Dragonfly is a modern in-memory datastore, fully compatible with Redis and Memcached APIs. Dragonfly implements novel algorithms and data structures on top of a multi-threaded, shared-nothing architecture. As a result, Dragonfly reaches x25 performance compared to Redis and supports millions of QPS on a single instance.
Dragonfly's core properties make it a cost-effective, high-performing, and easy-to-use Redis replacement.
Dragonfly is crossing 3.8M QPS on c6gn.16xlarge reaching x25 increase in throughput compared to Redis.
99th latency percentile of Dragonfly at its peak throughput:
All benchmarks were performed using
memtier_benchmark (see below) with number of threads tuned per server type and the instance type.
memtier was running on a separate c6gn.16xlarge machine. For setex benchmark we used expiry-range of 500, so it would survive the end of the test.
memtier_benchmark --ratio ... -t <threads> -c 30 -n 200000 --distinct-client-seed -d 256 \ --expiry-range=...
When running in pipeline mode
--pipeline=30, Dragonfly reaches 10M qps for SET and 15M qps for GET operations.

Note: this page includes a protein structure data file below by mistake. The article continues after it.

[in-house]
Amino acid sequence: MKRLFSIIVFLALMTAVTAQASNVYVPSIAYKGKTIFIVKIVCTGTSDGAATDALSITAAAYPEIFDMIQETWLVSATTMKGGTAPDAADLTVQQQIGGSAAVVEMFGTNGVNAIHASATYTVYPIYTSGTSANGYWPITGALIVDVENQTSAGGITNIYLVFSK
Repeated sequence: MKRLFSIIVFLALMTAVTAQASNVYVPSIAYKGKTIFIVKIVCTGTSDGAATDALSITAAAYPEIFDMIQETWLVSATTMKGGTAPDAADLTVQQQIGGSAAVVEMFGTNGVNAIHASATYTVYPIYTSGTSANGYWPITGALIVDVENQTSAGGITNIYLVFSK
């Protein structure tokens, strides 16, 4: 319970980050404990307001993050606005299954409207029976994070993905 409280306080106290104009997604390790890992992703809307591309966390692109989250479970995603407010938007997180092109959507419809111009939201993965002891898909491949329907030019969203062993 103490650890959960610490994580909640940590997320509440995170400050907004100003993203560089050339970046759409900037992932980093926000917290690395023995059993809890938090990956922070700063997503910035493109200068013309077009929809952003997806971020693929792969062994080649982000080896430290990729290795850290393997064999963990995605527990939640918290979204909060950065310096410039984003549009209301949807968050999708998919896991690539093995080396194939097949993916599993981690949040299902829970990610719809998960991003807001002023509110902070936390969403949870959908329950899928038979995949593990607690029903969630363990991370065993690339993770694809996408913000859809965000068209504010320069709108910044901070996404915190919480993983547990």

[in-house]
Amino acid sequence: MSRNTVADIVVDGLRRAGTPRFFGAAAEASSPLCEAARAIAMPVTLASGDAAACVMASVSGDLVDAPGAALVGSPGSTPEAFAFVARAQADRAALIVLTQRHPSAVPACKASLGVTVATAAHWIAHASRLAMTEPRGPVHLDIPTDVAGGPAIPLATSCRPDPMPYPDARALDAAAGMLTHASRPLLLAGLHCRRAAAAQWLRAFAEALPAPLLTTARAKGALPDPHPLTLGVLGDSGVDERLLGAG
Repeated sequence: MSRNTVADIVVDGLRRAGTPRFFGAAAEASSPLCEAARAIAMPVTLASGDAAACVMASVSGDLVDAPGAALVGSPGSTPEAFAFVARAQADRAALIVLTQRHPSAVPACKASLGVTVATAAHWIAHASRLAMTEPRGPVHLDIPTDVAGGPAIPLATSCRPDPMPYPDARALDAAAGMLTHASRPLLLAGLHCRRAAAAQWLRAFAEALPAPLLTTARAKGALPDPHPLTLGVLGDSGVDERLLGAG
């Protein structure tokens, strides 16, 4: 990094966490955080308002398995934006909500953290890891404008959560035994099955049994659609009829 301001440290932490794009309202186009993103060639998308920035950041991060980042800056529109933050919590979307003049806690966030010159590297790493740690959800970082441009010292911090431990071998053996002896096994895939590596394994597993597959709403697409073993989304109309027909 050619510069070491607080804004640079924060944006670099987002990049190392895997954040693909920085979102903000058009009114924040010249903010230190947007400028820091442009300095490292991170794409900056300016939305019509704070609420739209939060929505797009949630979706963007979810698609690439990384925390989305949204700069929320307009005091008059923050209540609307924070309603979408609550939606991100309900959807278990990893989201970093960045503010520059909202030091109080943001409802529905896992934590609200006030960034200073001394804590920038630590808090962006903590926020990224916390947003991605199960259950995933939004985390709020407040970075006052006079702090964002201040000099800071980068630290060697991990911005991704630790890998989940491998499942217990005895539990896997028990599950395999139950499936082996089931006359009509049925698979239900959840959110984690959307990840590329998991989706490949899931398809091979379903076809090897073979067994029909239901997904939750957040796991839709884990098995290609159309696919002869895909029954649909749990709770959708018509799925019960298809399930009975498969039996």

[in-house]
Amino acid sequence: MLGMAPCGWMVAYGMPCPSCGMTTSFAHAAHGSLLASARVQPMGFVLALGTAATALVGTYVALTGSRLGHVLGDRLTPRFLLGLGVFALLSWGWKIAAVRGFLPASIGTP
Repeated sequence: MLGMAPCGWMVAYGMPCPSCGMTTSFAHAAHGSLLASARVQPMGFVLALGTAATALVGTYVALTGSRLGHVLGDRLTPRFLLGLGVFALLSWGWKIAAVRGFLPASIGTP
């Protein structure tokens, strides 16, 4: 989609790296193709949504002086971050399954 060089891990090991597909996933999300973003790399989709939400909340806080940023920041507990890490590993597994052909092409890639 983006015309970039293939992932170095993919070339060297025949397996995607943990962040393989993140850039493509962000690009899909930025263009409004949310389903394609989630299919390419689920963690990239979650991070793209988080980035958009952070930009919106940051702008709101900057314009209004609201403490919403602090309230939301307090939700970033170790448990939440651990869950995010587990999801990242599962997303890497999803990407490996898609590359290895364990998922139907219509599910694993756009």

We compared memcached with Dragonfly on
c6gn.16xlarge instance on AWS.
As you can see below Dragonfly dominates memcached for both write and read workloads
in terms of throughput with a comparable latency. For write workloads, Dragonfly has also better latency, due to contention on the write path in memcached.
|Server||QPS(thousands qps)||latency 99%||99.9%|
|Server||QPS(thousands qps)||latency 99%||99.9%|
Memcached exhibited lower latency for the read benchmark, but also lower throughput.
In the following test, we filled Dragonfly and Redis with ~5GB of data
debug populate 5000000 key 1024 command. Then we started sending the update traffic with
memtier and kicked off the snapshotting with the
"bgsave" command. The following figure demonstrates clearly how both servers behave in terms of memory efficiency.